Reyna Schaechter, 18
Wednesday, June 5, 2013

www.yiddishsisters.com
www.youtube.com/user/shekhtertekhter
Yiddish diva.

Reyna Schaechter is only 18 and is not chasidic, but she has been speaking Yiddish her entire life.

A Hunter College High School senior who will attend Yale next year, Schaechter calls the mameloshen her “tateloshen” (father tongue) because she — along with her older brother and younger sister — learned it at the insistence of their father, Binyumen.

“It’s kind of like a family tradition,” she explains, noting that her grandfather, “a fervent Yiddishist,” raised his four children in the language, and they in turn gave him 16 “Yiddish-speaking grandchildren.”

Schaechter, her father and her 13-year-old sister, Temma, don’t just speak Yiddish: they sing it. Their group, The Schaechter Sisters, has performed original musical revues in schools, synagogues, retirement homes and festivals all over the country. They are the subject of a 2012 documentary film, “When Our Bubbas and Zaydes Were Young,” which has been making its way around the Jewish film festival circuit.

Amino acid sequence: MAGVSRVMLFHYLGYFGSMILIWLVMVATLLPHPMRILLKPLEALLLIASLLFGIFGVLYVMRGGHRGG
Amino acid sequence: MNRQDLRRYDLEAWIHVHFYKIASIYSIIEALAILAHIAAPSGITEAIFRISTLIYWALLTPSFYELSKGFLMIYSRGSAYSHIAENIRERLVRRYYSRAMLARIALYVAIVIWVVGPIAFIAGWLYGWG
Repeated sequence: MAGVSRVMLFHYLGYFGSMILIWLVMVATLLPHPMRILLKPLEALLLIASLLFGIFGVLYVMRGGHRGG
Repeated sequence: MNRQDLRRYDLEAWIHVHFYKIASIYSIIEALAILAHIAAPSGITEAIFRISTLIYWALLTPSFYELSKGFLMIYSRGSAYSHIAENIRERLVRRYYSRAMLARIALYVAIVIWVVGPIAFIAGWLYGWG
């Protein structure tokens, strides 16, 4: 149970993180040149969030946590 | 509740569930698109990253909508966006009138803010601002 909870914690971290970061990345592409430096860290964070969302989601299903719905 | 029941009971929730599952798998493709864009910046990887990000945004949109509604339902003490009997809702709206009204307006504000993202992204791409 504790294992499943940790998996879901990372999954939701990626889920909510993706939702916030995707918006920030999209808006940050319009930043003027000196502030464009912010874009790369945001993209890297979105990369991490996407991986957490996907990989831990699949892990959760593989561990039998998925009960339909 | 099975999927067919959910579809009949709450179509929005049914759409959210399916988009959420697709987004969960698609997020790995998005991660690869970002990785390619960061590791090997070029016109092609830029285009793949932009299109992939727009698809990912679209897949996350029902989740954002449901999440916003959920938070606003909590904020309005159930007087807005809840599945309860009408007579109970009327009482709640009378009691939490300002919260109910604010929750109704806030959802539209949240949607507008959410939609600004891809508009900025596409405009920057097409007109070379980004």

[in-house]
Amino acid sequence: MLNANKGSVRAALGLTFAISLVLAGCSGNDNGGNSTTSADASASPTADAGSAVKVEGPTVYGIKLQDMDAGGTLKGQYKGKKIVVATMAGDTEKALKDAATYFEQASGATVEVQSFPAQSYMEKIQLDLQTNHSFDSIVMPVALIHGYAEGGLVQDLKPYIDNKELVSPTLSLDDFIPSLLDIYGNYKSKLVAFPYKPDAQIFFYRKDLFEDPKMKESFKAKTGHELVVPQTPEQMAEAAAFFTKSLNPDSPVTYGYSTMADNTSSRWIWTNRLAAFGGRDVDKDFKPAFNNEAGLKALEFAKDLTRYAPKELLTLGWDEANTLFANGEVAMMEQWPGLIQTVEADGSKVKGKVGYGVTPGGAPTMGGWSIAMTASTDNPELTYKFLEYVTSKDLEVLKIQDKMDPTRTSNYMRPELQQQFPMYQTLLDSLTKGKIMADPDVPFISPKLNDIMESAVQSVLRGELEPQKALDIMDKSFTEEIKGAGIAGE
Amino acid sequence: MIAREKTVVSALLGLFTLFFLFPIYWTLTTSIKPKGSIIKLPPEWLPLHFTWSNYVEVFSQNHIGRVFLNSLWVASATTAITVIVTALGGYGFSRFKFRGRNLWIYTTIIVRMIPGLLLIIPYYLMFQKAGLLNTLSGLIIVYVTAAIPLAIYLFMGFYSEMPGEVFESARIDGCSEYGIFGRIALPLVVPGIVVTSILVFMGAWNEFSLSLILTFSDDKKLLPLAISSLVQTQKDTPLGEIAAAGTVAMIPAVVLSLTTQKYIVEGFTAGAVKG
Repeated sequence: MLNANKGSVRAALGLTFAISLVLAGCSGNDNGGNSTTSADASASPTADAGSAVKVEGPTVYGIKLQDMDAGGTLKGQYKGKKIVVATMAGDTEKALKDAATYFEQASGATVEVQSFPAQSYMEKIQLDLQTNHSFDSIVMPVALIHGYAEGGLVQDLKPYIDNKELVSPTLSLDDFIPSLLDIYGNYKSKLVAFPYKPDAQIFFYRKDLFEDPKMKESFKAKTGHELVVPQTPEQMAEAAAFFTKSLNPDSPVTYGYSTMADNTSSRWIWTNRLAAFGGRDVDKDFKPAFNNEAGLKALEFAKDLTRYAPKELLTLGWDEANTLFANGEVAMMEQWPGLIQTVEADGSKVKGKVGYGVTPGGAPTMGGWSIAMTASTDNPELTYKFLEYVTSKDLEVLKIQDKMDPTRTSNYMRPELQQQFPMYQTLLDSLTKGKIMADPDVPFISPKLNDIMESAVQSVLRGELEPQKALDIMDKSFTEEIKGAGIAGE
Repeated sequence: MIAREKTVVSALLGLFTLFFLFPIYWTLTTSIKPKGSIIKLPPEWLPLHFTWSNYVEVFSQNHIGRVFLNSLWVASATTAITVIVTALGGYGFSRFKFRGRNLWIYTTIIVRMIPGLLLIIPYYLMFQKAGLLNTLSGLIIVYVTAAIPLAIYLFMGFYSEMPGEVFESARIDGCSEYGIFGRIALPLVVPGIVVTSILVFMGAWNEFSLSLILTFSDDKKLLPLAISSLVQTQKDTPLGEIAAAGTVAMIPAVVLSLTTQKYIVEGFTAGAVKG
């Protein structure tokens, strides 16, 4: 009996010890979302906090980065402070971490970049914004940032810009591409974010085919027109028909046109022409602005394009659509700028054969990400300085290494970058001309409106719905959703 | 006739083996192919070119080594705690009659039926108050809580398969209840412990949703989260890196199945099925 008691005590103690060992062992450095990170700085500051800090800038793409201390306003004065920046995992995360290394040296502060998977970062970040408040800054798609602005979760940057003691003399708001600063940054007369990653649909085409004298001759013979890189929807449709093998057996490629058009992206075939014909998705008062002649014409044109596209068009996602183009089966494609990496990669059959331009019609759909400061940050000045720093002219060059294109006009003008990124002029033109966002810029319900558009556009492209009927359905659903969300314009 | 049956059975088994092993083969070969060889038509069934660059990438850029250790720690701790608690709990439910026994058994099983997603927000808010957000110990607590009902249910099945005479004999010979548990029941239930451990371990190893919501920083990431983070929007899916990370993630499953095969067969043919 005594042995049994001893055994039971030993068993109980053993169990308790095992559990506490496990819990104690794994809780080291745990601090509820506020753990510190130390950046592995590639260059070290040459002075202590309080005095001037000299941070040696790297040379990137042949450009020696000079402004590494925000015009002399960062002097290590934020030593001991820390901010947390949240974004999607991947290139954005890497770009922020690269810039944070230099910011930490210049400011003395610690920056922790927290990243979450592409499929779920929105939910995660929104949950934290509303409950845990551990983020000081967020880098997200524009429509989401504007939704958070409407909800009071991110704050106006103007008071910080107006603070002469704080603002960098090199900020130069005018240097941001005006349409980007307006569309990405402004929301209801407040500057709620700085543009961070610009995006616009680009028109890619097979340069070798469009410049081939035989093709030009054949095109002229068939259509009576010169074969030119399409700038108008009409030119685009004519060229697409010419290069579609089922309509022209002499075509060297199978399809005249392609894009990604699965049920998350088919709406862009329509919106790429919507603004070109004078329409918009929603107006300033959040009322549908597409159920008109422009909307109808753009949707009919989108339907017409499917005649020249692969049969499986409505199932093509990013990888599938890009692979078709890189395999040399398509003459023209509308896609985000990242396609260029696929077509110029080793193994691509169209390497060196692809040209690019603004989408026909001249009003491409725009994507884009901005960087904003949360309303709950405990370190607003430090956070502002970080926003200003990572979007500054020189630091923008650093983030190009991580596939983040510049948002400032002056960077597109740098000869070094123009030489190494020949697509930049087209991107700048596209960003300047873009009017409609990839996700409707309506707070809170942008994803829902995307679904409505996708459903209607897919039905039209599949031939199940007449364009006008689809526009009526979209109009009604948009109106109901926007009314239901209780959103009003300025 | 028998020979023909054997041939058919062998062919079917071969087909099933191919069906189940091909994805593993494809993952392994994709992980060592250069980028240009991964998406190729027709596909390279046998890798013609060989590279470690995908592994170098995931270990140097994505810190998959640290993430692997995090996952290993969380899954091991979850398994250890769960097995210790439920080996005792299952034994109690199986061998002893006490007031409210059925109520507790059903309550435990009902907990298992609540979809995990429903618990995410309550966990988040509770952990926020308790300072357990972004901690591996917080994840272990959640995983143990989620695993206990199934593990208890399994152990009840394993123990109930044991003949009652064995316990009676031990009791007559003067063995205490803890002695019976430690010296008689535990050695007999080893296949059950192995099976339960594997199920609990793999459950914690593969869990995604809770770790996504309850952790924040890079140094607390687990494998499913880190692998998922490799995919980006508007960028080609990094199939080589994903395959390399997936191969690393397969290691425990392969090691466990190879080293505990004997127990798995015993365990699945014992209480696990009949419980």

Schaechter has also put her Yiddish skills to work as a volunteer at the Museum of Jewish Heritage, where she transcribes and translates recorded testimonies of Holocaust survivors, part of a museum project to make thousands of survivor interviews accessible in an online database.

“I gain so much from hearing these amazing stories about countries and regions you don’t learn about in school,” she says. While the stories are sad, “the nice part is that some of the people are optimistic, and they also talked about the people who helped them out. You are able to see real acts of kindness in their stories.”

Schaechter, who traveled to Israel last summer through the Bronfman Youth Fellowship and participated in The Jewish Week’s “Write On For Israel” program, is hoping to eventually become fluent in Hebrew and Arabic also. (She already speaks fluent Spanish.)

Although her immediate family belongs to the Conservative Town & Village Synagogue, several aunts and cousins are Orthodox, including some who became fervently Orthodox. “The fact that we all speak Yiddish brings us closer,” she says. “We have that connection regardless of the differences in what we believe.”

Hold the chopped liver and kishke: Schaechter is a yoga enthusiast and onetime raw-foods vegan, who is very interested in “healthy living and nutrition.”

 

Associate Editor

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